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  2. Having just come through 2-1/2 years of thankless, frustrating, poorly supported, nearly impossible adjunct work teaching composition at my local community college, only to be passed over when it came time to hire F/T faculty, I want to take a highlighter and underline every passage in this essay. My students weren’t in any position to be taught composition, my department had no desire to support adjunct faculty in teaching composition, and the whole exercise was a paper chase for everyone (quite literally for me; I could measure the essays I had to read in feet rather than pages, and I once calculated that my rate of pay for the hours I actually spent doing teaching-related activities was barely minimum wage). I already know how this goes because I’ve expressed these sentiments before: someone’s going to come along and say I was lazy, undisciplined, unprepared — in short, a bad teacher. For what it’s worth, I’m actually the kind of teacher you’d want teaching composition. I’m creative, inventive, well read, painstakingly professional, and extremely demanding. But as Rachel points out, those aren’t necessarily the skills that are in demand. The analogy I’d draw is this one: You could line up the finest surgeon in the country to repair your mitral valve, but if he has to operate in the dark with a butter knife, you aren’t going to be happy with the results.

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    1. I find it so…I guess I’ll say “interesting” and you can take every negative connotation you wish, that often people’s first reaction to an adjunct who is being put through hellish work conditions is to attack that adjunct, to blame a gross systemic failure and exploitative system on the personal failings of someone who is quite obviously doing (more than) the best they can with less than nothing. It says a lot more about your fellow humans than it does about your “failings,” of which, in this situation, you seem to have none that I can tell. I very much hope that you told that school to fuck off and landed somewhere that appreciates your gifts. Fight on, and thanks for reading.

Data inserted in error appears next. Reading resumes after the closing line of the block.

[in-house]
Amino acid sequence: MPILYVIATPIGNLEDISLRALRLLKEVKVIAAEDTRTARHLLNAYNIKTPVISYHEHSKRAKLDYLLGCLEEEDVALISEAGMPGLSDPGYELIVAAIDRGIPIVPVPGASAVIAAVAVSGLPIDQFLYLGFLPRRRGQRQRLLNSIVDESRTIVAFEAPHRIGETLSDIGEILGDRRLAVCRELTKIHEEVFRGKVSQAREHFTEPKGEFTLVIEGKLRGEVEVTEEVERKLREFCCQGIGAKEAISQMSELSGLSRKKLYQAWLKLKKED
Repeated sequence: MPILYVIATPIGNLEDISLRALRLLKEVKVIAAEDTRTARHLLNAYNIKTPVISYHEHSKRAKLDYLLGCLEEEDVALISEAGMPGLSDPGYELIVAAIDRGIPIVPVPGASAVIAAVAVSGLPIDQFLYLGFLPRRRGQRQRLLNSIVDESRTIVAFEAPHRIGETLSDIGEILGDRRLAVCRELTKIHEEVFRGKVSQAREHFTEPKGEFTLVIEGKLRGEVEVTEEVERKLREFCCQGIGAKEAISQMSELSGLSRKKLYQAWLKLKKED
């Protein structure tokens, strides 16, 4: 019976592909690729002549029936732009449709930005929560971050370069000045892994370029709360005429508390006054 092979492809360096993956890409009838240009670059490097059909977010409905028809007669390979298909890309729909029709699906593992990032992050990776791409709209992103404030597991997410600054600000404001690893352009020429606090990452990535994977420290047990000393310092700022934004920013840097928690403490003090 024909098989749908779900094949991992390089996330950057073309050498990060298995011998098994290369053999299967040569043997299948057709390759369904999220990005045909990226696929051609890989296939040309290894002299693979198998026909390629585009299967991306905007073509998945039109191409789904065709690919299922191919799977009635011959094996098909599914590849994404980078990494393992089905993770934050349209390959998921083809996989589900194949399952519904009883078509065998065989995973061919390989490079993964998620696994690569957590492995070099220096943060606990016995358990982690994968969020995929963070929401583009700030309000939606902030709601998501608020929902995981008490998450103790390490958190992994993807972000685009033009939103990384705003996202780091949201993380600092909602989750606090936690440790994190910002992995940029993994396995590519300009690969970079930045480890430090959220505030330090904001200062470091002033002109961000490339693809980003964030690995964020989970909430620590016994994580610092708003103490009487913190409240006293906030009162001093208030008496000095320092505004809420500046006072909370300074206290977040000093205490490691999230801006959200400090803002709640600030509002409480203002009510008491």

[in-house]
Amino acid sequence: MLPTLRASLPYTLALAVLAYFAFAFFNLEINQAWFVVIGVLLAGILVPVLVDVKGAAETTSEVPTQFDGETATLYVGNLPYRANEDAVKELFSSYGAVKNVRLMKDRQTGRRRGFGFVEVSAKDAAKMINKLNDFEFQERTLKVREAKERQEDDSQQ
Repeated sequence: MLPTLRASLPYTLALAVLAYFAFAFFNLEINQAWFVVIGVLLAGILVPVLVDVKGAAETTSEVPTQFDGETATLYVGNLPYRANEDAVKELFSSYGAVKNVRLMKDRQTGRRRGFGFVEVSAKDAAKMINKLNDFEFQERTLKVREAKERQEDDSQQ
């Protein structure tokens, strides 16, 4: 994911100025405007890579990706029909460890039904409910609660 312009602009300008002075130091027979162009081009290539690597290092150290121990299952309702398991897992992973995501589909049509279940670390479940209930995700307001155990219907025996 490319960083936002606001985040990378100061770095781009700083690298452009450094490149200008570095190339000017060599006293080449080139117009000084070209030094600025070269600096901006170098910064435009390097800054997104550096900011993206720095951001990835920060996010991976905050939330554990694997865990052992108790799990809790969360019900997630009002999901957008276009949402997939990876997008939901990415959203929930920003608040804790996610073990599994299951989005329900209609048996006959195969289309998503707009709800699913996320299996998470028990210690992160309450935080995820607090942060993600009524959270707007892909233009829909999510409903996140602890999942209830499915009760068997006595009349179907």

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  3. Wild cheering from the gallery… I’m snagging this one to re-post, probably in as many places as I get away with. Plus spreading to FoPKK call…

    When adjuncts stay (for whatever reason), they are attacked in packs as losers, told to shut up and leave. So some leave and get a good job not considered “appropriate” to their education…”no win” and “vicious circle” are the expressions that come to mind.

    Is the lesson that we are supposed not just to put up crap but like it? Like the old deer hunting camp joke goes, “tastes like shit but good.” If it is, a new text/book is overdue.

    Yet out in the workplace, what matters is doing your share, giving a co-worker a hand when you can, and not laying off work on someone else because you are more educated or copping an attitude. Be that and the PhD wont bother or change how your co-workers accept you.

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  4. Reblogged this on As the Adjunctiverse Turns and commented:
    Win, win, win: new feature Friends of Pan Kisses Kafka (FoPKK), kicking off with a great, don’t miss read. *and* a Call for Submissions —and if you have a story to tell about your experience in academia, I will pay you for yours. Email me or leave a 100-word pitch in the comments.

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  5. We need an anthology of this kind of story. We need a book tour. We need performance art to go along with it. We need to shame every administrator in every university with it by touring it to their campus and soliciting stories from their adjuncts as we go.

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  6. Wonderful piece of writing. A J-O-B that makes you proud to do what you do every day? Happy to read this life’s narrative and I wish every educator would do the same.

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  7. Awesome. Just awesome. This guest post should be printed out (huge font) and tacked, Luther-style, on every tenured faculty’s office door. I’ve actually been adding Trader Joe’s to my prospective list of post-academic jobs.